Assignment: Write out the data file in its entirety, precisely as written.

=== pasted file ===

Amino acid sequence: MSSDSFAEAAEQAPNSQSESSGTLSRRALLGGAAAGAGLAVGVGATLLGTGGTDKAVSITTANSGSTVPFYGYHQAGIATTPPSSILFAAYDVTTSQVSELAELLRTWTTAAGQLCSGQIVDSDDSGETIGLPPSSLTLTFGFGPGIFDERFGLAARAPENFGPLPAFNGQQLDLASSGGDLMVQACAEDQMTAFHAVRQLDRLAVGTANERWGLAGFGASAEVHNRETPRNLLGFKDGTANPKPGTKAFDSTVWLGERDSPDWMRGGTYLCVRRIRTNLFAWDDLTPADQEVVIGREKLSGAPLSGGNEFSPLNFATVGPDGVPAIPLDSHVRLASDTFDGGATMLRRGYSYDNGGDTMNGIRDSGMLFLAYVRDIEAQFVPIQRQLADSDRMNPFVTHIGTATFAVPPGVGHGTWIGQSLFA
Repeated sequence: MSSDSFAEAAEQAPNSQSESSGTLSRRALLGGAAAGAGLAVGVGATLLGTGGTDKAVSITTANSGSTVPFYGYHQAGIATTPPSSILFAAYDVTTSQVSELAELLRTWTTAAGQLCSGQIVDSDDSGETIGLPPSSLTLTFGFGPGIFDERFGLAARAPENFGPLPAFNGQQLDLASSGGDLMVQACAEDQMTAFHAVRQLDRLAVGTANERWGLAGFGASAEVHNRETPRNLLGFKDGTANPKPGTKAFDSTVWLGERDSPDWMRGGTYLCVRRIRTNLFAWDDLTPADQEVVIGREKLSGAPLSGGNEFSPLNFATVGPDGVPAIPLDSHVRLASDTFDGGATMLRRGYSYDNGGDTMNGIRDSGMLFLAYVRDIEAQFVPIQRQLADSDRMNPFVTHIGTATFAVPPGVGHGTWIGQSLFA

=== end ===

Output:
Amino acid sequence: MSSDSFAEAAEQAPNSQSESSGTLSRRALLGGAAAGAGLAVGVGATLLGTGGTDKAVSITTANSGSTVPFYGYHQAGIATTPPSSILFAAYDVTTSQVSELAELLRTWTTAAGQLCSGQIVDSDDSGETIGLPPSSLTLTFGFGPGIFDERFGLAARAPENFGPLPAFNGQQLDLASSGGDLMVQACAEDQMTAFHAVRQLDRLAVGTANERWGLAGFGASAEVHNRETPRNLLGFKDGTANPKPGTKAFDSTVWLGERDSPDWMRGGTYLCVRRIRTNLFAWDDLTPADQEVVIGREKLSGAPLSGGNEFSPLNFATVGPDGVPAIPLDSHVRLASDTFDGGATMLRRGYSYDNGGDTMNGIRDSGMLFLAYVRDIEAQFVPIQRQLADSDRMNPFVTHIGTATFAVPPGVGHGTWIGQSLFA
Repeated sequence: MSSDSFAEAAEQAPNSQSESSGTLSRRALLGGAAAGAGLAVGVGATLLGTGGTDKAVSITTANSGSTVPFYGYHQAGIATTPPSSILFAAYDVTTSQVSELAELLRTWTTAAGQLCSGQIVDSDDSGETIGLPPSSLTLTFGFGPGIFDERFGLAARAPENFGPLPAFNGQQLDLASSGGDLMVQACAEDQMTAFHAVRQLDRLAVGTANERWGLAGFGASAEVHNRETPRNLLGFKDGTANPKPGTKAFDSTVWLGERDSPDWMRGGTYLCVRRIRTNLFAWDDLTPADQEVVIGREKLSGAPLSGGNEFSPLNFATVGPDGVPAIPLDSHVRLASDTFDGGATMLRRGYSYDNGGDTMNGIRDSGMLFLAYVRDIEAQFVPIQRQLADSDRMNPFVTHIGTATFAVPPGVGHGTWIGQSLFA